Why excitement is low on Fabia's demands

THERE is a myth that cars have to be exciting. Well, in car magazines and programmes such as Top Gear, that may well be so, but to the average punter choosing a set of wheels, nothing could be further from the truth.

Skoda Fabia Estate
Skoda Fabia Estate

While excitable road-testers might find sexy styling and burbling engines a good thing, everyday road users - and especially Skoda drivers - are more concerned about mundane matters such as price, reliability, economy and the like.

And real-life car buyers are positively turned off by fancy designs and for a good reason: they don’t have make a car look old quickly.

The most successful cars - Golfs, BMW 3 Series and the like - evolve slowly so that a 10 year old model will still bear a strong resemblance to a modern version.

Now, the Skoda Fabia falls into this category. Some say it is boring, but they miss the point. Fabia, more than any other car, is responsible for creating the Skoda we know today - a company which has seen its image transformed from cheap and nasty to sensible and affordable.

Fabia first came here in 1999 a few years after Skoda joined the Volkswagen family and it quickly established itself as a trusty model.

Today’s Fabia looks similar to the original but is a much more refined car. It is still affordable costing from just over £10,000, but it also comes with well-equipped versions like the test model which started at £17,985 and with a few more bells and whistles cost just under £20,000.

Now that sounds like a lot of money for a Skoda but believe me, it is good value when you consider the features and the quality on offer.

This is the Fabia SE L, which is the flagship of the range. Not that you would believe it was a flagship for its looks are modest.

It comes packed to the hilt, though, with features such as alloy wheels, leather steering wheel with radio and phone controls, parking sensors, Bluetooth, cruise control, DAB digital radio, LED daytime running lights, stop-start system, keyless ignition and a radio system with USB and SD card links.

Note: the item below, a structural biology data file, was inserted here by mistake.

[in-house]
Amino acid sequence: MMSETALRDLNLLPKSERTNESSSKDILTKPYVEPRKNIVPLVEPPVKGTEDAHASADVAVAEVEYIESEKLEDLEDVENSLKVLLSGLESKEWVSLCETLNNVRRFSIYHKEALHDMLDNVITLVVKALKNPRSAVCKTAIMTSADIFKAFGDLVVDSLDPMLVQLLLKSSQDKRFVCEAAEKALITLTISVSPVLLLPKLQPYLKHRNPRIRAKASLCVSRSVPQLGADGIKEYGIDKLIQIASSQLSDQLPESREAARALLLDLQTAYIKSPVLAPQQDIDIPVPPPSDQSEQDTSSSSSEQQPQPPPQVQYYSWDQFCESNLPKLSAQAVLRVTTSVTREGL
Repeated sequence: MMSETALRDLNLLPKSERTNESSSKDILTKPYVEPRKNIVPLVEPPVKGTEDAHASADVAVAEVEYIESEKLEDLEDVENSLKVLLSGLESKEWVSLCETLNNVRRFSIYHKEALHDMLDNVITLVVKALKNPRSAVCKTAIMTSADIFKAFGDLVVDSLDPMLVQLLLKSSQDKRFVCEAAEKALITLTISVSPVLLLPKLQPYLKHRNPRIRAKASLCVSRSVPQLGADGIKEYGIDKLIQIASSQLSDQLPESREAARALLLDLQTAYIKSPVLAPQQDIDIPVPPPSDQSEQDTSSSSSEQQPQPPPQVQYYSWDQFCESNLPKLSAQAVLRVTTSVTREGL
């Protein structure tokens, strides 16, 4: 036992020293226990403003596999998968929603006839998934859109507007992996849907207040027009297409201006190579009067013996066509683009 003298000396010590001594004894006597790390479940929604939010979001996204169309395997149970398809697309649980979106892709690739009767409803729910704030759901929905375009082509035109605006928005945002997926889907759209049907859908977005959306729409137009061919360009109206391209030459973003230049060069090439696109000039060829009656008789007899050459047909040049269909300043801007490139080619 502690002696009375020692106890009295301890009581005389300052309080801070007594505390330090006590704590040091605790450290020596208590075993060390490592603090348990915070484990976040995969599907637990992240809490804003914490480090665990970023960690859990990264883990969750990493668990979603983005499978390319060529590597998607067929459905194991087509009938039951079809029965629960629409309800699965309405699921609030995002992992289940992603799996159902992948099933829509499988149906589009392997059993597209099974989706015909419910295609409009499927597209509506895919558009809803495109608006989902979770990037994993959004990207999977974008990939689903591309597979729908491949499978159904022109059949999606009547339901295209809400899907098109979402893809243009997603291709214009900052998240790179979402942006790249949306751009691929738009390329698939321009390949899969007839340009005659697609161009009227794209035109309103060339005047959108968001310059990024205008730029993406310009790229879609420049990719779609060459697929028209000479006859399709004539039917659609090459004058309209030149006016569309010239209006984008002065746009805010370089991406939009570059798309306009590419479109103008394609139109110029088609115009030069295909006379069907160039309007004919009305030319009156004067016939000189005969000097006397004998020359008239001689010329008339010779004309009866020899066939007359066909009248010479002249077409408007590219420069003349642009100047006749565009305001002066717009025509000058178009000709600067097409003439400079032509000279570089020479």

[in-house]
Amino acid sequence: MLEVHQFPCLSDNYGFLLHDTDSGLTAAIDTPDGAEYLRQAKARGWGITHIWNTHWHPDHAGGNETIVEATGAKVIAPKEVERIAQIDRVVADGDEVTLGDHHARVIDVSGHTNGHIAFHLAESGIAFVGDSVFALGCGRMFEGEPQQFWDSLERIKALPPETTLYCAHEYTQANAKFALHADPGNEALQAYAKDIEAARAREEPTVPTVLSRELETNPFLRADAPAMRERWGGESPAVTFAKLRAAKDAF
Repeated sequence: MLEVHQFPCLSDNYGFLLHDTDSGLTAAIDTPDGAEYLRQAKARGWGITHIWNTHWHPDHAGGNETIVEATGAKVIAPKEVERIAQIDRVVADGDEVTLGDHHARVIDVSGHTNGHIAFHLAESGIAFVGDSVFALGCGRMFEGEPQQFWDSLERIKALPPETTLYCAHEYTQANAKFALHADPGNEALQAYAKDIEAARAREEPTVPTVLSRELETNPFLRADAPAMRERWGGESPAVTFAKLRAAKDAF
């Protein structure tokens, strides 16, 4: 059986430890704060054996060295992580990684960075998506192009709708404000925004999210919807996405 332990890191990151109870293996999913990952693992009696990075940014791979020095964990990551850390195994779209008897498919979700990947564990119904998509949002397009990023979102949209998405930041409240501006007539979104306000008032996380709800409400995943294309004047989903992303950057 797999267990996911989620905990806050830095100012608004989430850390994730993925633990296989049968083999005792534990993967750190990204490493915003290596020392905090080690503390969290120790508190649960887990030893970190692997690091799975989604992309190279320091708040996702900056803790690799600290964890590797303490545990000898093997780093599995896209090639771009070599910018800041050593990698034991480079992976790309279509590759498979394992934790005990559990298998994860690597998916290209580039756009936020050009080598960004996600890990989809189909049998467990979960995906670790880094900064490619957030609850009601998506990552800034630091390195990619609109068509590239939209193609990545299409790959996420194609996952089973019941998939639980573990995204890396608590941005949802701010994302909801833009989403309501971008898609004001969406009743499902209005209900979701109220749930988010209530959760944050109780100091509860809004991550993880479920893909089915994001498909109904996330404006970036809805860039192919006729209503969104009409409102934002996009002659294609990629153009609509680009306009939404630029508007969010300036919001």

The test version had extras such as satellite navigation (£500), heated front seats (£180), metallic paint (£535) and a Jeans Blue interior with fabric upholstery and white decorative panels (£50).

For me, the best feature is the engine: a 1.4 litre turbo-diesel unit which delivers admirable performance (60mph in 10.2 seconds), low emissions (97g/km) and terrific economy (76.4mpg).

The engine is a little noisy for a modern diesel but there is no questioning the flexible power and high economy.

There is no doubt that it is a good value car but it is possibly just a little too tame. Skoda talk about it being emotional, sporty and sharply designed, but just a touch more character would have been welcomed.

The warranty (three years and 60,000 miles) is a little on the mean side compared to some bargain basement rivals.

It is a neat car which is easy to manoeuvre and the boot is fabulous, holding 530 litres rising to 1,395 litres with the seats down.

* Skoda has celebrated the 25th anniversary of joining the Volkswagen group.

Czech Prime Minister Bohuslav Sobotka and Volkswagen CEO Matthias Müller marked the occasion with a celebration at the company headquarters.

Meanwhile, Skoda has announced plans for a new SUV called Kodiak, due for launch in 2017. The name refers to the Kodiak bear that lives on a remote island near Alaska.

Skoda Fabia 1.4 TDI Estate SE L

PRICE: £17,985 on the road. Fabia starts at £10,750.

ENGINE: A 1.4 litre unit generating 105PS via five-speed gearbox

PERFORMANCE: Top speed 122mph and 0 to 60mph in 10.2 seconds

COSTS: 72.4mpg on a combined route



WARRANTY: Three years, 60,000 miles